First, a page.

The intent is to combine the scientific expertise provided by the AHA and ASA with the evaluation experience The Joint Commission brings to the table. According to an official press release, beginning February 1, 2012, these centers and programs will be able to use designated seals from The Joint Commission and American Heart Association/American Stroke Association to signify that they are providing the “next generation of stroke or heart failure care.”

For more information on this newly enhanced partnership, visit The Joint Commission’s website.

Study: Lower performing hospitals treat more minorities, poor patients

According to a new report by researchers at the Harvard School of Public Health, hospitals which scored lowest on certain quality and cost measures treat more than double the number of minority and poor patients compared to those hospitals which scored the highest.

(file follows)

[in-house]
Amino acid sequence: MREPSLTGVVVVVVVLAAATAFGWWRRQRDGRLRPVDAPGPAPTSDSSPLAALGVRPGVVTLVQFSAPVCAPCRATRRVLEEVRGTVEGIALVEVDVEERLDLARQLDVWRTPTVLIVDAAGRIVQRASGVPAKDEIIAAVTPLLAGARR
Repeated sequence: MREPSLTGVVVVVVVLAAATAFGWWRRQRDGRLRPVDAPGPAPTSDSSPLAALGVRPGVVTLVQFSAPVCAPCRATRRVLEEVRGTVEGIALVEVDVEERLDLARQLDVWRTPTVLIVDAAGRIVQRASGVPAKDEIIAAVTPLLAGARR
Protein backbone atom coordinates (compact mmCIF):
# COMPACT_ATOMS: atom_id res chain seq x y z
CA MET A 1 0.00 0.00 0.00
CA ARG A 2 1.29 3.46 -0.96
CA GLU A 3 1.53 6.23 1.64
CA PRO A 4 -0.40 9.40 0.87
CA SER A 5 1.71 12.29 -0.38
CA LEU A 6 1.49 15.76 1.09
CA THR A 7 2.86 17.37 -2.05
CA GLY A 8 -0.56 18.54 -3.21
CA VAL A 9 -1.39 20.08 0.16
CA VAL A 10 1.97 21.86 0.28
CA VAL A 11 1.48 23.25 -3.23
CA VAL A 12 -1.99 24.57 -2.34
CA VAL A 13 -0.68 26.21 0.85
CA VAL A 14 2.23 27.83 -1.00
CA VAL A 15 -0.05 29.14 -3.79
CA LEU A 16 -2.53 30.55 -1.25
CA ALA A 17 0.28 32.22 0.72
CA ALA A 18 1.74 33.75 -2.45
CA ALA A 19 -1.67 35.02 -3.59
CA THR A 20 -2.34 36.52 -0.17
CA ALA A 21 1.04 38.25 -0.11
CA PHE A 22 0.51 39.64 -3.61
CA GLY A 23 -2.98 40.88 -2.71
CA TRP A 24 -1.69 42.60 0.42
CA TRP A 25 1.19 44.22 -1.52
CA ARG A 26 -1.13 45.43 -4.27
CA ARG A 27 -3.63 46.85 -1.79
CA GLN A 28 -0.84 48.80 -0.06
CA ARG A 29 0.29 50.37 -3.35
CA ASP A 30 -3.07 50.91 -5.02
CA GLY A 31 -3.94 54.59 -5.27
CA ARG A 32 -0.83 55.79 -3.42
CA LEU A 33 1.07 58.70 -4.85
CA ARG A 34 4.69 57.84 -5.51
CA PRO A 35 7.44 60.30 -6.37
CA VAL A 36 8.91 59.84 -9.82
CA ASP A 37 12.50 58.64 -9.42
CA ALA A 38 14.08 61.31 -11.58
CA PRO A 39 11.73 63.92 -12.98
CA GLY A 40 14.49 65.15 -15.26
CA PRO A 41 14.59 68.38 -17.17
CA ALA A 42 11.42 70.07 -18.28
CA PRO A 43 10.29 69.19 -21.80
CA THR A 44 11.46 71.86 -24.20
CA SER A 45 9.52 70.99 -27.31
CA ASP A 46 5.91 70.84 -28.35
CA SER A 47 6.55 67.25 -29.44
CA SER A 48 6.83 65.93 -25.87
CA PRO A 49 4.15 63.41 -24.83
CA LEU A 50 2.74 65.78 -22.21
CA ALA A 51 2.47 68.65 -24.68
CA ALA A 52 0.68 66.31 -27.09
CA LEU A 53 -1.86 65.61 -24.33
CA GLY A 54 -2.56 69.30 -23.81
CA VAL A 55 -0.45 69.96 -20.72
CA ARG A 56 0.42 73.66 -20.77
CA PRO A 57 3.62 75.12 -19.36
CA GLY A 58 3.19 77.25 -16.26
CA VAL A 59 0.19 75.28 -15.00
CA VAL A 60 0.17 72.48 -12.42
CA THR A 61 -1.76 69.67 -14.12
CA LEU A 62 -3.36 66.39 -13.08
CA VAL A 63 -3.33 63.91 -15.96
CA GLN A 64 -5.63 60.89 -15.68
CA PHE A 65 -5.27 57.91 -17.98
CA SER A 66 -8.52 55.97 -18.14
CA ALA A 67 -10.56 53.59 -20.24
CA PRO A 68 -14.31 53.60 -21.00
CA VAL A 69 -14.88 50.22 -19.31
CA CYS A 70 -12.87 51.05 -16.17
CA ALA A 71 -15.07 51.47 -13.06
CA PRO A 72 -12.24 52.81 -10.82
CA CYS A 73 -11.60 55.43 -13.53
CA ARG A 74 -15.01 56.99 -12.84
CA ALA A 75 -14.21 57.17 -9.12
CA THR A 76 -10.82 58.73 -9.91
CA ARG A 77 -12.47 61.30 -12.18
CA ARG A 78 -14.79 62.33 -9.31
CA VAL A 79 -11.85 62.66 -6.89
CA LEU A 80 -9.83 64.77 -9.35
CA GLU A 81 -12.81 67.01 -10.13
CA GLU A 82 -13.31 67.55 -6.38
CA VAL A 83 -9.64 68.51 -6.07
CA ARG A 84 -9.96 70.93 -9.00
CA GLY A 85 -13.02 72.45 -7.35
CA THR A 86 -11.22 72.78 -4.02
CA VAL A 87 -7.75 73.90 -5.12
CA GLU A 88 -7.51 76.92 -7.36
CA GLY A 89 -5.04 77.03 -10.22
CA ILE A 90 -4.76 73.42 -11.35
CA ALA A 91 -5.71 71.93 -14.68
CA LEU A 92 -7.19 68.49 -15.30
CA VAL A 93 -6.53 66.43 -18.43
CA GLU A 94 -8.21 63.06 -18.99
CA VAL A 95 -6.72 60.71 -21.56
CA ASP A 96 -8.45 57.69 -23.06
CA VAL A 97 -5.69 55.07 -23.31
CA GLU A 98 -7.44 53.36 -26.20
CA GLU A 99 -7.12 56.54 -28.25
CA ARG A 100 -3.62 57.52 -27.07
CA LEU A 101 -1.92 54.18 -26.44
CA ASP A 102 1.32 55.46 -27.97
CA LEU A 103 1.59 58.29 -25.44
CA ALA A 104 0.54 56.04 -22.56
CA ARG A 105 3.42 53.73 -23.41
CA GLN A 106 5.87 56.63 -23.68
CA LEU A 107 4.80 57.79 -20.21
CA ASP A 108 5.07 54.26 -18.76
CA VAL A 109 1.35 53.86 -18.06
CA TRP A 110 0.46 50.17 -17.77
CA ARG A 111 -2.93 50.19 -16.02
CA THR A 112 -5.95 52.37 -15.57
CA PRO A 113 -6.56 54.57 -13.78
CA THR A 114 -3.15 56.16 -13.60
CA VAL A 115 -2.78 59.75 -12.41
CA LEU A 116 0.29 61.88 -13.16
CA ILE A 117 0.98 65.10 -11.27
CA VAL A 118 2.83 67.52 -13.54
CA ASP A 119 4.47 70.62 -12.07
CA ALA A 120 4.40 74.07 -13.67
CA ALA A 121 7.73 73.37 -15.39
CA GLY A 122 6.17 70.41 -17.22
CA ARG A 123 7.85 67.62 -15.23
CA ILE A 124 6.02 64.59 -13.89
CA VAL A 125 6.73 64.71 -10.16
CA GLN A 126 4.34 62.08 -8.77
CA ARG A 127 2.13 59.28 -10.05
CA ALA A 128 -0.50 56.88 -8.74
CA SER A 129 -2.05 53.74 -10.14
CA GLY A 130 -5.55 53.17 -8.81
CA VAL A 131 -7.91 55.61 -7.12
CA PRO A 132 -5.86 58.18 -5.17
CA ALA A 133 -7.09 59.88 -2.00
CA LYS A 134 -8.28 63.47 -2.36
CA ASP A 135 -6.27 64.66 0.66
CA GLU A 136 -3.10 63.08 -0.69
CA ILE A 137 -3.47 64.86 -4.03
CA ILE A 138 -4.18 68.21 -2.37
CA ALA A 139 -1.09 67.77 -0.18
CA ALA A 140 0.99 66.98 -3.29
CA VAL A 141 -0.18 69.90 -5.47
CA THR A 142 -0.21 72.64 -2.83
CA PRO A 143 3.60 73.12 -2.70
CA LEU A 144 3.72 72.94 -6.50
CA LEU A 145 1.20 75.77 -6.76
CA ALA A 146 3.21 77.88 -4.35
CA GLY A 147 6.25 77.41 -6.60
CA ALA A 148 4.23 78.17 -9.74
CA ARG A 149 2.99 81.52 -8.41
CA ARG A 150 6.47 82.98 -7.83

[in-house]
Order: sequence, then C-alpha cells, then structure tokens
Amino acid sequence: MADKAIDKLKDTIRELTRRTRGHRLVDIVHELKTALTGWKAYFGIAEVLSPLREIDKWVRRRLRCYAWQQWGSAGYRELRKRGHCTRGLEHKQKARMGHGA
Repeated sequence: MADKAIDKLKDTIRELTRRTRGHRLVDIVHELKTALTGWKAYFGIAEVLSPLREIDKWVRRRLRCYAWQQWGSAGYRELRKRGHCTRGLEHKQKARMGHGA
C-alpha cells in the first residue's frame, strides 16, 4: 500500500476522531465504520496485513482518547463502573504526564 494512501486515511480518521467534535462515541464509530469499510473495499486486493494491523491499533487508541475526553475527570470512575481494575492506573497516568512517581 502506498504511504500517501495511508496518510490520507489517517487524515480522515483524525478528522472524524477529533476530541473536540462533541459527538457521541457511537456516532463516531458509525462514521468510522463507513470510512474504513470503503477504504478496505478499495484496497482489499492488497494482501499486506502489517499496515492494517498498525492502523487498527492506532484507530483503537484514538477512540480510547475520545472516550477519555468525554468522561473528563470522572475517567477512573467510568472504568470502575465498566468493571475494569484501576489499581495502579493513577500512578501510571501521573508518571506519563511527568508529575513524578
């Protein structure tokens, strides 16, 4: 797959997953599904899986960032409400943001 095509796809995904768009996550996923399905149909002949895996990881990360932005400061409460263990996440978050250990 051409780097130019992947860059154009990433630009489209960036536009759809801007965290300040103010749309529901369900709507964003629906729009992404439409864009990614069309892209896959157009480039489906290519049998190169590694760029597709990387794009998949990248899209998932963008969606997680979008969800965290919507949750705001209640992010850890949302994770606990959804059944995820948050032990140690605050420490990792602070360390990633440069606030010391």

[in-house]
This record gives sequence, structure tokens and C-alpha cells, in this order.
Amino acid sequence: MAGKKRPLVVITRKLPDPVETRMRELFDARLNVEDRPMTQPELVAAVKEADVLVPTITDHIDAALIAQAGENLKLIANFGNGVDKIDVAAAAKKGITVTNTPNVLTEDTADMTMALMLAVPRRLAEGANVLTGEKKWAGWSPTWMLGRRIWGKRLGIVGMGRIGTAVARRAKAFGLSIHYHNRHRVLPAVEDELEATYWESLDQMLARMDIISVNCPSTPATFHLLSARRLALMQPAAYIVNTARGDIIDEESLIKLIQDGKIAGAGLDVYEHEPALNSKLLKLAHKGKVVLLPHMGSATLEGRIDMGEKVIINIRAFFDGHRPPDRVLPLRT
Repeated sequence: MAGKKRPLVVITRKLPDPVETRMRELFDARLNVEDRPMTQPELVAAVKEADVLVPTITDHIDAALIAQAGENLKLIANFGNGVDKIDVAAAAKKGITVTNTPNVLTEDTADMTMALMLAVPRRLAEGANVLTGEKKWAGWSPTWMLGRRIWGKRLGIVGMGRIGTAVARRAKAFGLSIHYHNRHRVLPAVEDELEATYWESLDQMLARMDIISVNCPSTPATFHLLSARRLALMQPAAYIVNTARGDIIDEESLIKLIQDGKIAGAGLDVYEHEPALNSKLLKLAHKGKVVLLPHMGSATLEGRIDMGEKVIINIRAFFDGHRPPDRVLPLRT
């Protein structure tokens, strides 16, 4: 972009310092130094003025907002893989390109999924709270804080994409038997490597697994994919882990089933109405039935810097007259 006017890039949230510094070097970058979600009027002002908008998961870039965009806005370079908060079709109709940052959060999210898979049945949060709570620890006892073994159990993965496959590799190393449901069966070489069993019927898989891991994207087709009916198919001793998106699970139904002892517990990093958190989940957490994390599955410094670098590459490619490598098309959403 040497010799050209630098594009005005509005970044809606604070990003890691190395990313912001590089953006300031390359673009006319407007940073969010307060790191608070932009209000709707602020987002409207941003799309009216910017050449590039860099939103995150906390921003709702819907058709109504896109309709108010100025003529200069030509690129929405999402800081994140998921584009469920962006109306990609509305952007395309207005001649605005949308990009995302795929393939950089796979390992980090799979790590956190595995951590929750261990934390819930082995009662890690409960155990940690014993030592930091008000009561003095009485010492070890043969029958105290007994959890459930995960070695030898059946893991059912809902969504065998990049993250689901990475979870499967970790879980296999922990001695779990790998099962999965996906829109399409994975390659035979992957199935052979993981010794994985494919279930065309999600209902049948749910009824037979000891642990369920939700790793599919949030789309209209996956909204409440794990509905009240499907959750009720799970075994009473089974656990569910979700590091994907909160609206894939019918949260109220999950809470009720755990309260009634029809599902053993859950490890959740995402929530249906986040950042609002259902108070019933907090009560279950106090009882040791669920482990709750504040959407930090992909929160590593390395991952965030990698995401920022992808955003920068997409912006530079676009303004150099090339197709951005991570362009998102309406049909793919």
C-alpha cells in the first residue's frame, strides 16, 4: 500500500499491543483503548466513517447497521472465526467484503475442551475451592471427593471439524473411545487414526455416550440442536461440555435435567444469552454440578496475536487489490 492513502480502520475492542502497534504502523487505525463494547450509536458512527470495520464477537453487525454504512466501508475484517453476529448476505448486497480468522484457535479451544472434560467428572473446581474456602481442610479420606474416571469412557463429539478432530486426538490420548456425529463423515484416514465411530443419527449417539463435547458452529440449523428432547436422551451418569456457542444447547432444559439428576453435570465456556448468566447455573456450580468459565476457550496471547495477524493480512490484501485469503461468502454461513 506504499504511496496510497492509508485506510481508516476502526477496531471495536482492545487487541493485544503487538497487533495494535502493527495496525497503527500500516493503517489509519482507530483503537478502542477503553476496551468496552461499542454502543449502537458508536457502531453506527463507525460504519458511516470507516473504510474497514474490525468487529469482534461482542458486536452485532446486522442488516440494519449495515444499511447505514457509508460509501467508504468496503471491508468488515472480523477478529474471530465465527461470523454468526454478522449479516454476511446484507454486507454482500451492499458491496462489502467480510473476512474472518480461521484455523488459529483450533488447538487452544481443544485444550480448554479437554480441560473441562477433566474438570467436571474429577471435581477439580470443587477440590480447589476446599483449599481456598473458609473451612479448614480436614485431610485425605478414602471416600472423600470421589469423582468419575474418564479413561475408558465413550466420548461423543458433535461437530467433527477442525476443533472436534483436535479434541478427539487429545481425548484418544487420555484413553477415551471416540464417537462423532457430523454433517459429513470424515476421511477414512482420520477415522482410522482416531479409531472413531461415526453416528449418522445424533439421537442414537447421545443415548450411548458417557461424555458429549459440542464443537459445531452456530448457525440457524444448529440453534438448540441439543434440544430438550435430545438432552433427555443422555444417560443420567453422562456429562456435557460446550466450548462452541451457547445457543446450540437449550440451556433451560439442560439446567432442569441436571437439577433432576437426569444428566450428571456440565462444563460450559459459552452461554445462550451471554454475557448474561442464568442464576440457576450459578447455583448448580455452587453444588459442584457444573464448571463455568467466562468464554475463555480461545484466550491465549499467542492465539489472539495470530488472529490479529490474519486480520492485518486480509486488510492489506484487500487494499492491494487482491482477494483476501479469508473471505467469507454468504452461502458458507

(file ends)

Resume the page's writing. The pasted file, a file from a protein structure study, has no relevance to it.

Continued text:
The study, published in Health Affairs, compared quality and cost measures at roughly 3,200 hospitals with the proportion of minority and Medicaid patients the hospitals served.

“As the United States embarks on efforts to improve hospital care using value-based purchasing principles, we will need to help hospitals improve quality and efficiency simultaneously and to monitor the results of their efforts, so that we do not inadvertently worsen disparities in care,” the study concludes.

To view the report, visit the Health Affairs website.

MAP announces finalized strategy for aligning quality measures

The Measures Application Partnership (MAP) released its final strategy this month to align public and private efforts for the reduction of healthcare-acquired conditions (HAI) and readmissions.

MAP is a public-private partnership convened by the National Quality Forum (NQF) to provide input to the Department of Health and Human Services on selecting and aligning performance measures for public reporting and performance-based payment programs.